Pelagian Heresy was a kind of Celtic Stoicism. The Emperor of the time, Valentinian III, had an on again/off again relationship with the pope. But hate as they might the Pelagian problem, they were all so busy fighting Attila the Hun, the Goths and the Vandals that the Arthurian legend is a farce by comparison. Who gives a crap about the fate of Britain, with a world of enemies coming out your ears? Perhaps this film wanted us to get that much out of it, at least. By the way, in the time "King Arthur" is set, Attila the Hun was killed by Theodoric I, king of the Visigoths out of Gaul and Spain. (It is said the holiness of Pope Leo was what really killed Attila.)

In this film, as in real life, "King Arthur" never gets to be king of anything. He may as well have run off to Italy. The Irish landscape used in the film is so dreary that I, too, longed for Rome. Who wants mud, huts and pigs when Rome awaits? This is just the tip of this silly Arthurian iceberg. Couldn't the movie makers get at least some of the dates and details right? Such as setting this film a generation earlier? And showing us REAL cultures? After all, the man identified as the possible King Arthur was an early 4th century Cornish man, not a mid 5th century loser.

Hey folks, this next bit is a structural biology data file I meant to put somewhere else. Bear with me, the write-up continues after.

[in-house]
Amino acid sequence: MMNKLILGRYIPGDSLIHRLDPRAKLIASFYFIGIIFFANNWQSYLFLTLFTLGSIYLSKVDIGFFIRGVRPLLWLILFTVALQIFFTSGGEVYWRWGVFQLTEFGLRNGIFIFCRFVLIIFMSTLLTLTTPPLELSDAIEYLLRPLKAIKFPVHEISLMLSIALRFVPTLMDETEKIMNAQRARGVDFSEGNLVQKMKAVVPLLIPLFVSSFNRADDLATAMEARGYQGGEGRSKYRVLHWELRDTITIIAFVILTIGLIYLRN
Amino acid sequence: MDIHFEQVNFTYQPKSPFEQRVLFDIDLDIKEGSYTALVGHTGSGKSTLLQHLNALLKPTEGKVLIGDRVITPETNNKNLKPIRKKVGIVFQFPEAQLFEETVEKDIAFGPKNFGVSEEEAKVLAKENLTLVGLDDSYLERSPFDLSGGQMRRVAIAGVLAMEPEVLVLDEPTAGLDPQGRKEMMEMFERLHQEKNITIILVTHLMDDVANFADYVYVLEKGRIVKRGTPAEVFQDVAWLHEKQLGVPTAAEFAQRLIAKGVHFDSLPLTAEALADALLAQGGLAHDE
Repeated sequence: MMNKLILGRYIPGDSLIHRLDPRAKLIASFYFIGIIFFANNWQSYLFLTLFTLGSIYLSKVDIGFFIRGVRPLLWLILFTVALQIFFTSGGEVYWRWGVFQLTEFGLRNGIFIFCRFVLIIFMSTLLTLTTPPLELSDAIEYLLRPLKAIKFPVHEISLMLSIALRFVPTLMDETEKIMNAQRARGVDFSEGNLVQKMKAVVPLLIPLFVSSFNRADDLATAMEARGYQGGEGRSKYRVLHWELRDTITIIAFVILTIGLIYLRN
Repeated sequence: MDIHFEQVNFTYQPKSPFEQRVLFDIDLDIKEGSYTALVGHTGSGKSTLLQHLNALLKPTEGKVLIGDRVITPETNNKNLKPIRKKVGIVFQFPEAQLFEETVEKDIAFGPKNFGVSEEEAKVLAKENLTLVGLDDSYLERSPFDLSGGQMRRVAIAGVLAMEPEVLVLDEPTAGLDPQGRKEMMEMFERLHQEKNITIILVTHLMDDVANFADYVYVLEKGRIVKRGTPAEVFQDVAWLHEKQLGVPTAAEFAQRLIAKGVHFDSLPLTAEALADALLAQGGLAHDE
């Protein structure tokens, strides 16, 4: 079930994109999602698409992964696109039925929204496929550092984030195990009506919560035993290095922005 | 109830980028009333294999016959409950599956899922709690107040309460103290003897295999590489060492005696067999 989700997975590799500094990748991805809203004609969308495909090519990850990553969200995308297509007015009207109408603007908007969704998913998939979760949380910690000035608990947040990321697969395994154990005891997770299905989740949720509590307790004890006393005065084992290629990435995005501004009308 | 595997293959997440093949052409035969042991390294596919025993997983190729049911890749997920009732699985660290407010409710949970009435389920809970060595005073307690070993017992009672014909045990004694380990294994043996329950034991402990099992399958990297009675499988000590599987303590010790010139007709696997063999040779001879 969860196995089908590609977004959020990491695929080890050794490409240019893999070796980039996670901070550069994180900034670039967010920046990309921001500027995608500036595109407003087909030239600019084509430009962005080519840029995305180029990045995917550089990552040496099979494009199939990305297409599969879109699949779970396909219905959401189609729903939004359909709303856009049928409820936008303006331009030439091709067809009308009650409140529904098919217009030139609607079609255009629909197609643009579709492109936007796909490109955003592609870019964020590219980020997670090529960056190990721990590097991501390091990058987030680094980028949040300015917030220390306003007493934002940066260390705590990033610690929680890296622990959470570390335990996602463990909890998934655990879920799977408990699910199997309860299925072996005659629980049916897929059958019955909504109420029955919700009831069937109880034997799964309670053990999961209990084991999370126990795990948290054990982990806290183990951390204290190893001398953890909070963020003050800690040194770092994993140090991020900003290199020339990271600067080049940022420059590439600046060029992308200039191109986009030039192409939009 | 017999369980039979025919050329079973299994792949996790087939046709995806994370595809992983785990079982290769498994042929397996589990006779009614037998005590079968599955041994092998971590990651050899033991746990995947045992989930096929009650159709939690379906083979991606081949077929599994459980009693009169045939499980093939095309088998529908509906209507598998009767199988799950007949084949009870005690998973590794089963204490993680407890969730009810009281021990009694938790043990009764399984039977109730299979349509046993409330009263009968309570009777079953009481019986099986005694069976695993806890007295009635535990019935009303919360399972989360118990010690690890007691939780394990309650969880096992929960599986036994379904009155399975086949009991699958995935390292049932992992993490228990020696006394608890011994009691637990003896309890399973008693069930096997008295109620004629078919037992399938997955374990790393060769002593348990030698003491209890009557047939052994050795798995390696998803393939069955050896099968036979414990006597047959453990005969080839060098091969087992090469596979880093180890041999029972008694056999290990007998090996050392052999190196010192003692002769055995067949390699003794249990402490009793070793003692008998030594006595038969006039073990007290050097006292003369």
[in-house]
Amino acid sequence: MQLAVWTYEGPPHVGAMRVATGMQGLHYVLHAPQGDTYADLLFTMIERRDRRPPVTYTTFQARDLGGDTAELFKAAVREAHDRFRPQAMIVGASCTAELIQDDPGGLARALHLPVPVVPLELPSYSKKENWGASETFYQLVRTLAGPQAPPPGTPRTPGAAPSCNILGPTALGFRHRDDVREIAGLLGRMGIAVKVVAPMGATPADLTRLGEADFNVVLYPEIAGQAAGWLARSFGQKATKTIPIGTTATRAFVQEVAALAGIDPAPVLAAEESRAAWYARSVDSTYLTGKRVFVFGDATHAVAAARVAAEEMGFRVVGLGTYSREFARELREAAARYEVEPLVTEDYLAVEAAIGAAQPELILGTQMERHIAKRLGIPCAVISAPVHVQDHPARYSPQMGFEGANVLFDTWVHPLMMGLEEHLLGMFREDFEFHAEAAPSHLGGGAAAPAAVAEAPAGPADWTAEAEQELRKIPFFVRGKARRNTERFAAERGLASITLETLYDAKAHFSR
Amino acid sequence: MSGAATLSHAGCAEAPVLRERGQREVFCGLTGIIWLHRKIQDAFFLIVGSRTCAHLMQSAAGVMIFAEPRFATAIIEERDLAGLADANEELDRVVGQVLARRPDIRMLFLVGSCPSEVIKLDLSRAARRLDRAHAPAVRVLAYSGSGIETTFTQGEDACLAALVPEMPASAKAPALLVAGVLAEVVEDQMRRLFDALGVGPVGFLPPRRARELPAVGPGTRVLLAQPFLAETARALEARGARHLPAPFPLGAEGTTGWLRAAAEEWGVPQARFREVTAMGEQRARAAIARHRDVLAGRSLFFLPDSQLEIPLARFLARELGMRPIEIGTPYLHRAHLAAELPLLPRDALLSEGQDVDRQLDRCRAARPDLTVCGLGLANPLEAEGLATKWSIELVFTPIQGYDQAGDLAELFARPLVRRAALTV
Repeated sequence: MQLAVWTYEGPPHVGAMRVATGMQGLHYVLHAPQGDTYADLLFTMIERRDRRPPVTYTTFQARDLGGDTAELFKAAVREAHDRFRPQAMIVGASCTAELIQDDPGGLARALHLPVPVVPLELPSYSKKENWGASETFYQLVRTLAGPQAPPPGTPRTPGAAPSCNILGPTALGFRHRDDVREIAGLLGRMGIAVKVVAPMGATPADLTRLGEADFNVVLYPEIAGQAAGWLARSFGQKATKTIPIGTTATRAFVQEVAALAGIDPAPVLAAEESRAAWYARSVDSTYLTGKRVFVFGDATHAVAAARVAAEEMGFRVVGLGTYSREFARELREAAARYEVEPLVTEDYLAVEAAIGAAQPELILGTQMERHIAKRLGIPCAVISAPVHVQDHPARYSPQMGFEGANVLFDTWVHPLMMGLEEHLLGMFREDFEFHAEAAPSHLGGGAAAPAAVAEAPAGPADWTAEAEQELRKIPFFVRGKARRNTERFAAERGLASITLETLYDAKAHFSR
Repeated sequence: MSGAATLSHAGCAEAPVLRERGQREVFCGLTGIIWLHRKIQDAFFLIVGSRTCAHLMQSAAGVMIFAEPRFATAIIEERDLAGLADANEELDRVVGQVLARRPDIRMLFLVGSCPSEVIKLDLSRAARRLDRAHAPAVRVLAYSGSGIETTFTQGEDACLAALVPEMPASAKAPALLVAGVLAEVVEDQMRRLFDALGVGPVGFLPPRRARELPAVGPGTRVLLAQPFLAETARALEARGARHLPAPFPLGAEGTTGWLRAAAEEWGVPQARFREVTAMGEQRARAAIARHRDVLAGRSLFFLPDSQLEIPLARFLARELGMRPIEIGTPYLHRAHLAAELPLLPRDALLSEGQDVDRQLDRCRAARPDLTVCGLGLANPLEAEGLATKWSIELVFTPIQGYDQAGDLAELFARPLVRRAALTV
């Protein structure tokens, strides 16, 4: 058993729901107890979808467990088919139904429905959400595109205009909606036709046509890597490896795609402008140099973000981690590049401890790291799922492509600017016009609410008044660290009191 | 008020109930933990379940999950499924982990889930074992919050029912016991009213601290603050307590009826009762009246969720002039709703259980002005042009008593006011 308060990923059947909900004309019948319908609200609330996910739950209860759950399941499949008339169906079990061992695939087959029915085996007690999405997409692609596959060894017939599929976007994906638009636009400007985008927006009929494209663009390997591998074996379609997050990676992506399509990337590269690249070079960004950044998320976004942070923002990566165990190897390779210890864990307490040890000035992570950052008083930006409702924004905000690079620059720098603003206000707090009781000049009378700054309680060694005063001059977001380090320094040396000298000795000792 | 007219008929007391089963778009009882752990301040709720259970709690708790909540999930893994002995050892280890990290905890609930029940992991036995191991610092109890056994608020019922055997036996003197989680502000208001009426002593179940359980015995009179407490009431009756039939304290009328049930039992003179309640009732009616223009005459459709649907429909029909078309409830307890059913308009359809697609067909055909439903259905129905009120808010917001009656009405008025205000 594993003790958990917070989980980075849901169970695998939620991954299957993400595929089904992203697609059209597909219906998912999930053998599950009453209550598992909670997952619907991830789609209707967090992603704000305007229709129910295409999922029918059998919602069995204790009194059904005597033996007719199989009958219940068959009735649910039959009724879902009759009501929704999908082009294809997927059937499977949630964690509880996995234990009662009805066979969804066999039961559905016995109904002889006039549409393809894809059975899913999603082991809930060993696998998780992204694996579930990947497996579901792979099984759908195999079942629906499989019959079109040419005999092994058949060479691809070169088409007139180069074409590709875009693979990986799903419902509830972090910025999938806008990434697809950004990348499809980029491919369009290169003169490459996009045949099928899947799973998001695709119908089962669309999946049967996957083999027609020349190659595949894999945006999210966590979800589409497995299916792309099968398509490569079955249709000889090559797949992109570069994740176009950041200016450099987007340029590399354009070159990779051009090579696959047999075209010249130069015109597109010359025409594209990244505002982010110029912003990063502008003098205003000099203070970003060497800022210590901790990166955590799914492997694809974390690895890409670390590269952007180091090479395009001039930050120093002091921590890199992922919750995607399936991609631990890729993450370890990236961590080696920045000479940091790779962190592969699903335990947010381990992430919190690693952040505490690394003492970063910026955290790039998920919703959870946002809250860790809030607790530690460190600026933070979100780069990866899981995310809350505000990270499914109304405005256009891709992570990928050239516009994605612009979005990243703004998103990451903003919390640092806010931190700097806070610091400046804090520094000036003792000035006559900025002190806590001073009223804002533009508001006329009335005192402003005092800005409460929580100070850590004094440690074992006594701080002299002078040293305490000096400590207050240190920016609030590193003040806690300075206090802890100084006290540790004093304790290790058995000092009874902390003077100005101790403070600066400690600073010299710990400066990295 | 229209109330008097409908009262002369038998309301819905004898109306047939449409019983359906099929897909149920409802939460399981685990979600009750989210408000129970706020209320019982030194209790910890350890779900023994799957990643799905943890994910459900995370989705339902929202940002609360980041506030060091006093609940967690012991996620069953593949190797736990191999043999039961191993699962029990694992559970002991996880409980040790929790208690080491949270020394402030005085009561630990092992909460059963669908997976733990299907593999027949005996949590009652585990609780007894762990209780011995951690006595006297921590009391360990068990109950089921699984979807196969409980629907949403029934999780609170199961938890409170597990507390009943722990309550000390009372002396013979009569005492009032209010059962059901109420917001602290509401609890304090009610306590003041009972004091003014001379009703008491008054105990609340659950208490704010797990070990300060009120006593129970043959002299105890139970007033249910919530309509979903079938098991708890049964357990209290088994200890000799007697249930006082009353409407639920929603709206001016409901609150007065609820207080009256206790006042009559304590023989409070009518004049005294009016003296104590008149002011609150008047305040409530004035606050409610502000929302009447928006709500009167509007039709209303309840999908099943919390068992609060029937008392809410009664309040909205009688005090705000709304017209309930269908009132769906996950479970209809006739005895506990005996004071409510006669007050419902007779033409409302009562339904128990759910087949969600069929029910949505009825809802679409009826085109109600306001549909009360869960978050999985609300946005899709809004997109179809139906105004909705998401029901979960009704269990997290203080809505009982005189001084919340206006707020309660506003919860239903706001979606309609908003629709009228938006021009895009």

We all want action and good dialogue, but the film offers little. Even my accurate historical record, above, is sleep-inducing. Arthur is no king (and not much of an actor). Guenevere is some kind of wildwoman. Lancelot is a mincing whiner who obviously wants to sleep with Arthur, not with the filthy, repulsive Guenevere. The other knights are so bland and generic that we forget their names. Merlin looks like a Neanderthal hobo. And Excalibur? A "Wode" warrior spared by Arthur mutters something about the Wodes ensuring the "coming of Excalibur to Britain". That's it. There be no Chaucer or Austen prose here.

"King Arthur" might as well have been titled "Somewhere, Sometime in Britain, We Think". Or perhaps, It would have fared so much better in the hands of a man like Terry Gilliam. But you really should watch it, even if only once. Be ready to laugh and suspend your belief in all the wrong places. Finally, watch this film for free; Pay-Per-View or a video is highway robbery at any price. Hell, just pop in "Excalibur" and all will be well again.
© Rev Antonio Hernandez March 2005